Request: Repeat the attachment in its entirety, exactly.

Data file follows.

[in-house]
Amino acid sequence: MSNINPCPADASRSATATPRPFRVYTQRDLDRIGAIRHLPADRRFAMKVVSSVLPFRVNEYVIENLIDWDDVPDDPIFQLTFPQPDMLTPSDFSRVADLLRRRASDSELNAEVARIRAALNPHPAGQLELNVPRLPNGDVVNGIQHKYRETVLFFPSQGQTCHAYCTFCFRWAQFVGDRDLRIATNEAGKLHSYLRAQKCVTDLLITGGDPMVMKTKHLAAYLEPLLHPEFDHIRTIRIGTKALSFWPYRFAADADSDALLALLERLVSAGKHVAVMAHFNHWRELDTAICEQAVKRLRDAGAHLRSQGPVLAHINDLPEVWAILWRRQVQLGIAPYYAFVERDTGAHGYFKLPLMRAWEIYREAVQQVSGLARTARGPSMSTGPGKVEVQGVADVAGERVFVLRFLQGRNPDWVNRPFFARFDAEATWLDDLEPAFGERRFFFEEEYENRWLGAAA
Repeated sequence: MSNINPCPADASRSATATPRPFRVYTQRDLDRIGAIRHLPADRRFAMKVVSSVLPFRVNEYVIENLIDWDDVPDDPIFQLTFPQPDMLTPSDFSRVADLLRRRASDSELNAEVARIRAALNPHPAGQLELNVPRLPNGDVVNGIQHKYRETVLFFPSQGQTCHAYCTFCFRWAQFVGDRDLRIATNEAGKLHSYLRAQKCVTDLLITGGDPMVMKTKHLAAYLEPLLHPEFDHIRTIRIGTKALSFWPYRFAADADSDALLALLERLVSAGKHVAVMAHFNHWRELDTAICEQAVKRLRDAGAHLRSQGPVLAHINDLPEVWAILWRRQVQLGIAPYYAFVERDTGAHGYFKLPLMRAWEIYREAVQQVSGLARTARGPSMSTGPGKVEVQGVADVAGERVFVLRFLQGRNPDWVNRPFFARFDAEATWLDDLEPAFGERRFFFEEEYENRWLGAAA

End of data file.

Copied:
[in-house]
Amino acid sequence: MSNINPCPADASRSATATPRPFRVYTQRDLDRIGAIRHLPADRRFAMKVVSSVLPFRVNEYVIENLIDWDDVPDDPIFQLTFPQPDMLTPSDFSRVADLLRRRASDSELNAEVARIRAALNPHPAGQLELNVPRLPNGDVVNGIQHKYRETVLFFPSQGQTCHAYCTFCFRWAQFVGDRDLRIATNEAGKLHSYLRAQKCVTDLLITGGDPMVMKTKHLAAYLEPLLHPEFDHIRTIRIGTKALSFWPYRFAADADSDALLALLERLVSAGKHVAVMAHFNHWRELDTAICEQAVKRLRDAGAHLRSQGPVLAHINDLPEVWAILWRRQVQLGIAPYYAFVERDTGAHGYFKLPLMRAWEIYREAVQQVSGLARTARGPSMSTGPGKVEVQGVADVAGERVFVLRFLQGRNPDWVNRPFFARFDAEATWLDDLEPAFGERRFFFEEEYENRWLGAAA
Repeated sequence: MSNINPCPADASRSATATPRPFRVYTQRDLDRIGAIRHLPADRRFAMKVVSSVLPFRVNEYVIENLIDWDDVPDDPIFQLTFPQPDMLTPSDFSRVADLLRRRASDSELNAEVARIRAALNPHPAGQLELNVPRLPNGDVVNGIQHKYRETVLFFPSQGQTCHAYCTFCFRWAQFVGDRDLRIATNEAGKLHSYLRAQKCVTDLLITGGDPMVMKTKHLAAYLEPLLHPEFDHIRTIRIGTKALSFWPYRFAADADSDALLALLERLVSAGKHVAVMAHFNHWRELDTAICEQAVKRLRDAGAHLRSQGPVLAHINDLPEVWAILWRRQVQLGIAPYYAFVERDTGAHGYFKLPLMRAWEIYREAVQQVSGLARTARGPSMSTGPGKVEVQGVADVAGERVFVLRFLQGRNPDWVNRPFFARFDAEATWLDDLEPAFGERRFFFEEEYENRWLGAAA